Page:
Breeders release new flaxseed cultivar with higher yield
Credit: Mukhlesur Rahman
The small but mighty flaxseed has many health benefits for humans, as well as other important uses. Yield, and therefore profits, are important for the few farmers who grow it in the United States.
After a 13-year process, a group of plant breeders has another cultivar to offer farmers. “A cultivar is a variety of a plant, created using selective breeding,” explains Mukhlesur Rahman. “That means it’s been bred for crop improvement and given a unique name.” Rahman is an associate professor of plant sciences at North Dakota State University.
“We have bred a new flaxseed cultivar called ‘ND Hammond,'” Rahman says. “It is a brown-seeded flaxseed cultivar. The average seed yield of this cultivar is higher than average compared to other flax cultivars grown in North Dakota. It is also resistant to Fusarium wilt and flax rust diseases.”
Flax has several uses, from human consumption to industry use and feed purposes. The whole plant can be used.
- Human consumption: Flax seeds are a common health food because of their high levels of healthy omega-3 fatty acid and easy-to-digest proteins. It’s a popular addition to granola, for example.
- Industry: Stems can be made into high quality plant-based fiber, similar to hemp. However, breeding for fiber strength and length is a different research avenue than breeding for seed yield.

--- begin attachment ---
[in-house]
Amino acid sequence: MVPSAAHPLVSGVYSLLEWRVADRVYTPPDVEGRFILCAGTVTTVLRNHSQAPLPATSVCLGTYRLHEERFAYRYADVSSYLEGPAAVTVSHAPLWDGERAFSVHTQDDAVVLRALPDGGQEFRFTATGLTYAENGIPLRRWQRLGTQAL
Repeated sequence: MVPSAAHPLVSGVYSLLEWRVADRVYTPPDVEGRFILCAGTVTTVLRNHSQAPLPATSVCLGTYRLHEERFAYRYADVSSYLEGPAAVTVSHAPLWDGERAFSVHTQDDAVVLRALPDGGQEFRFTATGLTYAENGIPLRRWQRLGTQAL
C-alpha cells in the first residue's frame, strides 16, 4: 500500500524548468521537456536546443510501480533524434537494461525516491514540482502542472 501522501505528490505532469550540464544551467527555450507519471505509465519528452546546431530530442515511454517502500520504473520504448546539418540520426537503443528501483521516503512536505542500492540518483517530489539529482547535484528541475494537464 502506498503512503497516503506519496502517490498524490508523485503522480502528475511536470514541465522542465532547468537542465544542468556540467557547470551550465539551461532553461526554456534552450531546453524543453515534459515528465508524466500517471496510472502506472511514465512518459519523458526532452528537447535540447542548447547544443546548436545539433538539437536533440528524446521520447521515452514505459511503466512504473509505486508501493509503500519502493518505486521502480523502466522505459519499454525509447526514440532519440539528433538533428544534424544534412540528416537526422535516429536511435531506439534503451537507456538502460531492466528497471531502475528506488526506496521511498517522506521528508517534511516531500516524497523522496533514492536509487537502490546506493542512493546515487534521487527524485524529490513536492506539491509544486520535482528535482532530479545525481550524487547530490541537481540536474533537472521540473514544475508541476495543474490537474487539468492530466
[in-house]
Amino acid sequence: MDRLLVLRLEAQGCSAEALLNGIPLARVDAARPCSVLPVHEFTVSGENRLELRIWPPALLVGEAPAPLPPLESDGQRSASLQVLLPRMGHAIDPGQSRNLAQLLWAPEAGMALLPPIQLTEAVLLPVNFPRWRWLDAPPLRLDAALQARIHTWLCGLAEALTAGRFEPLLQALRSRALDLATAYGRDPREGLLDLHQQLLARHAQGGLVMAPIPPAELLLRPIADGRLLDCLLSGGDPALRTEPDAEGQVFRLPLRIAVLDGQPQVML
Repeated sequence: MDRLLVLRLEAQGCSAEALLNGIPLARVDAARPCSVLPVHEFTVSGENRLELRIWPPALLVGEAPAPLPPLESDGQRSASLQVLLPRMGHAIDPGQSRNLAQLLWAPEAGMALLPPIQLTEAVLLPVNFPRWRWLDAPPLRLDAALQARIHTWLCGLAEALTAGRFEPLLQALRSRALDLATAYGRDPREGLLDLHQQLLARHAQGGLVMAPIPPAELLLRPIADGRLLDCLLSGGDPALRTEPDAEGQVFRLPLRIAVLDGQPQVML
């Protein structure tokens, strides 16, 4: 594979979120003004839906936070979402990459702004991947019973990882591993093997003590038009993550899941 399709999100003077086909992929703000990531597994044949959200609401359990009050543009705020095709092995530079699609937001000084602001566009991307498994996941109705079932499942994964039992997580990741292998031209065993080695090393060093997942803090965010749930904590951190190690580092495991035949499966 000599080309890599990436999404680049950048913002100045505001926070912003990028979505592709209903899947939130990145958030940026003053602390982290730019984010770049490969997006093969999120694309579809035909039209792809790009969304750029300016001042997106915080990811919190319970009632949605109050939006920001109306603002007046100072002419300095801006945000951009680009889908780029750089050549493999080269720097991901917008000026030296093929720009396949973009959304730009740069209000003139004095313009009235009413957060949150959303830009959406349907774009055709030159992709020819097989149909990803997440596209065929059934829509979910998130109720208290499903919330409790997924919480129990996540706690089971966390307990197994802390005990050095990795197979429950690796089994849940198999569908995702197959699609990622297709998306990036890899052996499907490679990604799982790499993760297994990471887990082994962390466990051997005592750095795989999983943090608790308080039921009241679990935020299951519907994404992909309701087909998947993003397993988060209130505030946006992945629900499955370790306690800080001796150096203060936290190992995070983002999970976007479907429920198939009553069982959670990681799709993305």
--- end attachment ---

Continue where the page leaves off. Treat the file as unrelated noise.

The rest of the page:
- Feed: Meal made from the plant can be fed to pets, swine, chickens, and horses as a healthy plant-based food.
Additionally, there are two types of flax seed, brown and yellow, available on the market. While both have similar levels of seed oil and omega-3 fatty acid, the yellow is sometimes preferred for “eye appeal.” However, it is not as common as the brown type. Less breeding research has been put into yellow, so the yield is slightly higher in brown-seeded flax cultivars.
ND Hammond, which is a brown-seeded flax, was bred for seed yield in a very long process. It started by crossing two cultivars back in 2007. Over the years, the new cultivar was planted over and over and the best plants were selected.
Throughout the process, researchers monitored characteristics including seed yield, oil content, and visual appeal. Later, they also chose the plants most resistant to some crop diseases. They grew it at multiple sites in North Dakota to expose it to different conditions. Each time, they chose the best-performing plants. Seeds from those plants were collected to plant again to continue the selection.
“Finally, ND Hammond was released in 2018. Sufficient seeds will be available for growers to plant in 2020,” Rahman says. “It took 13 years from start to finish to develop the cultivar and produce enough seed for growers. Most people don’t realize the process takes this long.”
Where did the name ND Hammond come from? ND stands for North Dakota, which is responsible for 92% of U.S. seed flax production. Hammond is in honor of an influential flax breeder at North Dakota State who made all crosses to develop the cultivar.
Read more about this work in Journal of Plant Registrations. This research was partially funded by Ameriflax.
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